You represent an organization with a vulnerable client base, say victims of domestic abuse or recovering addicts. As a matter of policy, you guarantee your clients confidentiality.
But then one of your clients bashes you in the media. The client’s story is false.
What should you do? If you respond to the specific charges, you’ll betray your promise of confidentiality and hurt your work with other clients. If you don’t, your organization will be portrayed as clueless, heartless, or downright inept.
That dilemma was on the mind of one reader, who wrote:
“I have encountered dozens of occasions in which an aggrieved party goes to the media upset with how my organization is handling a situation that impacts them. To be blunt, the media is being spun in classic David and Goliath fashion.
In responding on behalf of my organization, I follow very strict privacy rules…that state an agency cannot disclose personal information about a customer. My concern is that the story almost always proceeds, full of all of the exaggerations and misinformation.
How does someone like me balance this adherence to confidentiality while protecting themselves from repeated stories that are reputationally harmful?”
Here are four possible approaches, in order from the safest to the riskiest:
1. Make a Statement: Although you may not be able to comment specifically on the charges made against you, there’s no rule preventing you from making a more general statement, such as:
“State law prevents us from speaking about or confirming whether or not someone is a client. Therefore, we cannot respond to specific allegations, even if they’re false. What I can tell you is that in general, most of the charges made against us are false, and news organizations that run with a story based on only one side’s account are at risk of running inaccurate stories. Worse, those stories unfairly punish other vulnerable people who will be less likely to seek our services to help them move past life-threatening conditions.”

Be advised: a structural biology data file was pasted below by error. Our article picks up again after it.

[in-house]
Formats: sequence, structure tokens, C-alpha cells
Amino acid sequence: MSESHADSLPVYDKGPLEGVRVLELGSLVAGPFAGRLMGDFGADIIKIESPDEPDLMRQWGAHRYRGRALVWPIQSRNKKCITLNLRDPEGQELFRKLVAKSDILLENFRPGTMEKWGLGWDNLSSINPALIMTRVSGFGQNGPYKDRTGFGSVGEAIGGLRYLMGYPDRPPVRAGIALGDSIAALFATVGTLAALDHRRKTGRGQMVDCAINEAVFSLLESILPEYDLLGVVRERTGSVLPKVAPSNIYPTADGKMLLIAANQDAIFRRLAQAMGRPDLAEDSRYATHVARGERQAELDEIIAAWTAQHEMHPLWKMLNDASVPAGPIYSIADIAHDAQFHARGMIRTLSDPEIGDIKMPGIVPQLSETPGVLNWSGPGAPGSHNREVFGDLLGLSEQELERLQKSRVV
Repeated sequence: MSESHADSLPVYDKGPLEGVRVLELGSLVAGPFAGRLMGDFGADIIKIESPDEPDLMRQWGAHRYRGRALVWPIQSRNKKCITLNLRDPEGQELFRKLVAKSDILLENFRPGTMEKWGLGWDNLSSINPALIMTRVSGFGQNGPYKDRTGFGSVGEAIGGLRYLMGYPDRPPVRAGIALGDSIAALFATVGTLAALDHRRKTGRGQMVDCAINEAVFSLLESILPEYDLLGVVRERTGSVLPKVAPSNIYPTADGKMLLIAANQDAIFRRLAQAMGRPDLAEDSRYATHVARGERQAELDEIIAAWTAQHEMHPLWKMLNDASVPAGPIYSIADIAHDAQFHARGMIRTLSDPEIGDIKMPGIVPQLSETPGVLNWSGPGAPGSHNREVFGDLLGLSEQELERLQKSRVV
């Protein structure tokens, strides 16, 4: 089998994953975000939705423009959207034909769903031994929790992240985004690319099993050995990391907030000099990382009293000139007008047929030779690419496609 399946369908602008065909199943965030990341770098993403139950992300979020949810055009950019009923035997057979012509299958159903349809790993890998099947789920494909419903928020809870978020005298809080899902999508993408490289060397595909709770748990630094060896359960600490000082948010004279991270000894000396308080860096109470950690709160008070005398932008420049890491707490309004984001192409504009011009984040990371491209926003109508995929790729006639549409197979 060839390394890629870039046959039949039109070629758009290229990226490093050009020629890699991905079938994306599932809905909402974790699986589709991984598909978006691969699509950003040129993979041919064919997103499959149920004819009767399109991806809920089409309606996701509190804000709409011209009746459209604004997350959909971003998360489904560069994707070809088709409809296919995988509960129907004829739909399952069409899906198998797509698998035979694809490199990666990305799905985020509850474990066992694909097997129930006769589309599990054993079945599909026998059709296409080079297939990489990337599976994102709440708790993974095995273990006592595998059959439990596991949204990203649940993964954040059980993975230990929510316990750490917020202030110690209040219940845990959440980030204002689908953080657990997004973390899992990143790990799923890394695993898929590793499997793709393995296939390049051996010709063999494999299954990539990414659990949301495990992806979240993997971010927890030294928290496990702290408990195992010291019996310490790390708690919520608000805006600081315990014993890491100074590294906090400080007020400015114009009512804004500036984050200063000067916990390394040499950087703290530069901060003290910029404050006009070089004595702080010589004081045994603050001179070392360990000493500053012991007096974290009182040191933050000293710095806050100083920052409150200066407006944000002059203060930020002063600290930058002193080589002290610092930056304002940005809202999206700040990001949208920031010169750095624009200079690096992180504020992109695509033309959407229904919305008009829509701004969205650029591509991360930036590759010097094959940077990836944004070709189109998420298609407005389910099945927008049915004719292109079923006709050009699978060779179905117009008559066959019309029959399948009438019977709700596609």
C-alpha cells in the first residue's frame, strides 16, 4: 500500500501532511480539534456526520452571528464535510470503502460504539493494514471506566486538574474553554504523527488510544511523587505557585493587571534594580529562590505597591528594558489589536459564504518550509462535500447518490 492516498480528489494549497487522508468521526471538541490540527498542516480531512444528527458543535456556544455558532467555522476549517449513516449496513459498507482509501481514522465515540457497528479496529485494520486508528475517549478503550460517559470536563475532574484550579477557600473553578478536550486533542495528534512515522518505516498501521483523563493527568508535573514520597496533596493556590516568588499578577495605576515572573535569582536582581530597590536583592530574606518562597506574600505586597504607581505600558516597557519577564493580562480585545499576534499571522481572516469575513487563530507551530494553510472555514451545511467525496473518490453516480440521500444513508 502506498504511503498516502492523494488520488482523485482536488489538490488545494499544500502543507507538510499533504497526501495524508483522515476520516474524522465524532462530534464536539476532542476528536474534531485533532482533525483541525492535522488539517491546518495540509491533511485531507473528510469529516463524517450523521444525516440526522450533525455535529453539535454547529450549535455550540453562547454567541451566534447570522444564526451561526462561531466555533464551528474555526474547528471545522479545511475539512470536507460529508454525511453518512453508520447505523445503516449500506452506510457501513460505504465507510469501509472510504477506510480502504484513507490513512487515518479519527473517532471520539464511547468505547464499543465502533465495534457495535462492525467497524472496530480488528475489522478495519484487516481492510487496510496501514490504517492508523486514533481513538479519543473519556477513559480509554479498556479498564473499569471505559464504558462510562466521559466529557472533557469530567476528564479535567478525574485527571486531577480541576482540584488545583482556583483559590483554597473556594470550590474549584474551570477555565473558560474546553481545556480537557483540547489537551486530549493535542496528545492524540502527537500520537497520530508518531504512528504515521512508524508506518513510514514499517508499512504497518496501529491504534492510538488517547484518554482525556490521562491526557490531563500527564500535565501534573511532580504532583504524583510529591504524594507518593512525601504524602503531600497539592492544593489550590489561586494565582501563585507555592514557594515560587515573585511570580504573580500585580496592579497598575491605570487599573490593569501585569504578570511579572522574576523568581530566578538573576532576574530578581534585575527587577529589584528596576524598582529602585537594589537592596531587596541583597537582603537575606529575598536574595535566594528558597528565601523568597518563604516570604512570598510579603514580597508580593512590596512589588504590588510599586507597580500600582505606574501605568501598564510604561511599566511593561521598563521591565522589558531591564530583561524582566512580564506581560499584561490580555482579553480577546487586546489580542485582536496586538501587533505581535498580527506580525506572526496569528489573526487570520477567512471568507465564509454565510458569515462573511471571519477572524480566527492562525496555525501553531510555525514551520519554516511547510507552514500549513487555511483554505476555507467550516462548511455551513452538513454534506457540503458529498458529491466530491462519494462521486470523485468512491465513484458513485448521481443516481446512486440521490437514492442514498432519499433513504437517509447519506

2. Cry Foul To a Media Referee: Before or after the story runs, you can work with a competing journalist to combat the false charges. For example, you might consider working with a sympathetic columnist who understands the constraints you’re required to work within and who is willing to point out how unfairly the competing news organization is treating you. You might also consider working with an ombudsman or media critic if there’s one in your area.
3. Go Off-The-Record: As readers of this blog know, I rarely recommend going off-the-record. But if you have a longstanding relationship with a trusted reporter, this may be a time to consider it (just make sure you follow these four rules). Going off-the-record can help the reporter reconsider the story altogether, but be careful – even if you have a good relationship with the journalist, he or she may be able to nail down the facts from other parties and make it obvious to readers that you’re a source.
4. Ask The Other Side To Waive Confidentiality: Plead for fairness from your accusers by publicly asking them to waive the confidentiality that prevents you from being able to speak. This strategy comes with obvious risks and may help you win the crisis while losing future trust from potential clients. Therefore, tread carefully here – but keep this option available for extreme circumstances when an aggressive response is warranted.
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